The Contention (Henry VI, Part II)
Rarely Seen Play at Shakespeare & Company
By: Charles Giuliano - Jun 25, 2023
The Contention (Henry VI, Part II)
By William Shakespeare
Directed by Tina Packer with associate directors Kate Kohler Amory and Sheila Bandyopadhyay
Set by Sarah Edkins; Lighting, James McNamara; Costumes, Kiki Smith; Sound, Brendan F. Doyle; Violence designer, Martin Jason Asprey
Cast: Henry/ Bolingbrook, David Bertoldi; Suffolk/ Cade, Allyn Burrows; Gloucester/ Clifford, Jonathan Epstein; York/ Dick, Nigel Gore; Margaret, Tamara Hickey; Warwick/ Holland, L. James; Dutchess of Gloucester, Sea Captain, Michael, Citizen, Richard, Messenger, Bella Merlin; Cardinal/ Horner, Jacob Ming Trent; Somerset/ Hume, Kenneth Ransom; Jourdain/ Vaux, Austyn Williamson
Tina Packer Playhouse
Shakespeare & Company
June 17-July 15
The production of The Contention (Henry VI, Part II) underscores the artistic and creative essence of Shakespeare & Company. There is admirable dedication to presenting the full range of works by William Shakespeare. The plays are superbly executed by skilled and refined actors with passion and precision. They execute the demanding language with fluid naturalism.
Under the direction of Tina Packer, with associate directors Kate Kohler Amory and Sheila Bandyopadhy, there is palpable demonstration of a company, in every sense, and players who have worked together for many years.
The original title of one of the Bard’s first plays was The First Part of the Contention betwixt the two famous Houses of York and Lancaster, with the death of the good Duke Humphrey: And the banishment and death of the Duke of Suffolk, and the Tragical end of the proud Cardinal of Winchester, with the notable rebellion of Jack Cade, and the Duke of York’s first claim unto the Crown.
That’s it in a nutshell.
The end of the play, an abrupt amputation, sets into motion the dynamics of the “contention” between the houses of York and Lancaster for the crown. In Shakespeare’s time this was referred to as “The Civil Wars” which later was more romantically known as the “War of the Roses.”
The heraldic badges included the white rose of York and the red rose of Lancaster. Henry Tudor (Lancaster) defeated Richard III (York) at Bosworth. After Henry's victory and marriage to Elizabeth of York, the heir of Edward IV, the two roses were combined to form the Tudor rose, to symbolize the union of the two claims.
While Henry VI, Part II is considered to be the best of a trilogy it is rarely produced. In Packer’s effort to promote the play she states that the struggle for power is timely and likely inspired the epic saga Game of Thrones.
By any measure, however, it’s a long evening on unforgiving benches with a play that is less than memorable. We sat at 7:30 PM and with intermission departed at 10:30 PM. The long first act slogged through a lot of obscure exposition. It doesn’t help that the titular character is a weak, snivvely, vacillating, twit who would rather not be king.
Matters start badly with lopsided evidence of why he is not fit to rule. The Duke of Suffolk (Allyn Burrows) has delivered to his Majesty a French bride, Margaret (Tamara Hickey) who he has married by proxy. Suffolk has been the worst possible ambassador. He has sampled the fruit and plans to continue as her lover for amorous as well as strategic reasons. Negotiating with no dowry he has in fact done quite the opposite by surrendering hard fought for properties to the French king.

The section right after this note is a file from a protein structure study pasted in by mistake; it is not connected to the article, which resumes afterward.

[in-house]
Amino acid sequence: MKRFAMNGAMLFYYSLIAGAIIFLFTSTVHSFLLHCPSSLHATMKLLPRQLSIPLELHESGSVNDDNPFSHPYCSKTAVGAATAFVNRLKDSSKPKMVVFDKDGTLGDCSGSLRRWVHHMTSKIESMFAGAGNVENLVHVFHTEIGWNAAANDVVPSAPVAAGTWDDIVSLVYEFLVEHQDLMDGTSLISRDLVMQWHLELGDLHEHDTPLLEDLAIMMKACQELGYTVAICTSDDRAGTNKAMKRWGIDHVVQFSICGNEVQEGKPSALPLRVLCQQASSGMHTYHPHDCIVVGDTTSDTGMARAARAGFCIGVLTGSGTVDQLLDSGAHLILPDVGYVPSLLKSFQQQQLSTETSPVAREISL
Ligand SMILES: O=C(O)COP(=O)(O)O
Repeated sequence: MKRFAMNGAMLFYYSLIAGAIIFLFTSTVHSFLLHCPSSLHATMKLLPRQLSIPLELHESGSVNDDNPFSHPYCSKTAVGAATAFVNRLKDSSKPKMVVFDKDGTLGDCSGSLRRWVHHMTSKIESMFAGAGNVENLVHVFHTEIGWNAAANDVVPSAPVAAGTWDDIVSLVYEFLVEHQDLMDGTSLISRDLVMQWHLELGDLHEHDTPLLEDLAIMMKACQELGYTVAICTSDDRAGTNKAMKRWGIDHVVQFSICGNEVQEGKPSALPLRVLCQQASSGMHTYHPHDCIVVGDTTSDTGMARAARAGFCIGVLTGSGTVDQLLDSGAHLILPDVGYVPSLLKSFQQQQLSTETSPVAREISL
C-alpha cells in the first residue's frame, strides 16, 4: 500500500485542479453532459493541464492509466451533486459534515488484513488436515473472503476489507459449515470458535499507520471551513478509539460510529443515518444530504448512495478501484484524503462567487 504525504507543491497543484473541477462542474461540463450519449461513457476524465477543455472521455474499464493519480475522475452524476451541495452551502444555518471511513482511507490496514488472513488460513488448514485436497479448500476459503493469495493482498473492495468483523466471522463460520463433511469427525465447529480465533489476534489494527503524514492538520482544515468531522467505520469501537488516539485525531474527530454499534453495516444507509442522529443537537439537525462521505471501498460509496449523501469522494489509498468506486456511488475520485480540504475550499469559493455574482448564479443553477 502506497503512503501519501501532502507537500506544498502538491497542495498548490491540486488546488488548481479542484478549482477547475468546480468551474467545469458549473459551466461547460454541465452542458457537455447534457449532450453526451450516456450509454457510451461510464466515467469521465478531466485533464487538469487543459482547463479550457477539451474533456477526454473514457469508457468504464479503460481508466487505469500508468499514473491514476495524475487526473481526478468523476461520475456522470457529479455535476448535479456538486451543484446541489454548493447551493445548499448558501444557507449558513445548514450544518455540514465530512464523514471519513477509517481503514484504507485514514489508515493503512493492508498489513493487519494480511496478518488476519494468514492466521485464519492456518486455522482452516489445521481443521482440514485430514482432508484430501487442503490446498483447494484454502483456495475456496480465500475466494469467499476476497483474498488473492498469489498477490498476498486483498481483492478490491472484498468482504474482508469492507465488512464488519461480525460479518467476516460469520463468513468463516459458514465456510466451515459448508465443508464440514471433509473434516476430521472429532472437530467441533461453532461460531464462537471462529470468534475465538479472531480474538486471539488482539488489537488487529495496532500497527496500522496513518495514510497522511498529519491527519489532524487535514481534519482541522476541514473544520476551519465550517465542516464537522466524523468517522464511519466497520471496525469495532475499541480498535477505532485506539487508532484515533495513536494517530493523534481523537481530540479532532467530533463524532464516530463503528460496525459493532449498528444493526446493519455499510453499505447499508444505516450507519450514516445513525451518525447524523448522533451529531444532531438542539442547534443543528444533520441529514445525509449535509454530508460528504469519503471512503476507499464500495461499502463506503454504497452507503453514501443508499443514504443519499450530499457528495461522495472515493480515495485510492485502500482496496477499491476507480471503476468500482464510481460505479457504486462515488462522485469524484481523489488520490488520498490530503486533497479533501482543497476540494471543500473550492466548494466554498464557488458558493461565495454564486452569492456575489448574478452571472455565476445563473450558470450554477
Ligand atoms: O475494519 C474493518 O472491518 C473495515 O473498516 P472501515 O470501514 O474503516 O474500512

Henry accepts this without a word of quibble though it roils his court. We wonder what asset has she brought to the marriage?
A spine proves to be the answer. When the Duke of York (Nigel Gore) has Henry on the run at the end of Act II he ducks for cover while she brandishes a sword.
The first act underscores Henry’s inability to control power struggles of the court. His staunchest and most loyal ally has been Gloucester (Jonathan Epstein). The king has relied on him from an early age. The plot against him is intended to weaken the king.
Gloucester’s wife (Bella Merlin) is accused of necromancy and dragged off in exile.
Then he is accused of treason which the King doubts but declines to intervene. Gloucester is murdered in his cell. The Cardinal (Jacob Ming Trent) who is involved in the plot dies suddenly.
There is a screed of genealogy as York (Nigel Gore) delineates the family tree culminating in his rightful claim to the throne. He is assigned by Henry to squash rebellion in Ireland. It’s a typically wrong headed move by Henry as he provides a rival with armed men; although York pledges allegiance and sons as hostages.
There could not be a more vivid difference between the first and second act. Compared to the plodding academic history lesson of the first act, the second erupts into hilarious farce and outrageous Grand Guignol.
With York in Ireland he has left in command a ruffian underling Jack Cade (Allyn Burrows) and his sidekick Dick the Butcher (Nigel Gore). Hilariously heads roll piling up in a basket.
It’s here that we settled back and reveled in the marvel of this company. Actors killed off in the first act return in the second. A cast of ten is stretched to over 30 roles.
Kudos in particular to the versatile and brilliant Bella Merlin who portrays an unhinged woman in the first act then a juggler’s trick of five male roles in the second. It’s flat out brilliant.
We were smothered under the blanket of comedy by Burrows and Gore. True, the second act was long, but we loved every minute of the farce and swashbuckling combat. The audience was rolling in the aisles.
Yet again it demonstrated why Elizabethan audiences gorged on bloody beef with Yorkshire Pudding. In this case House of York pudding.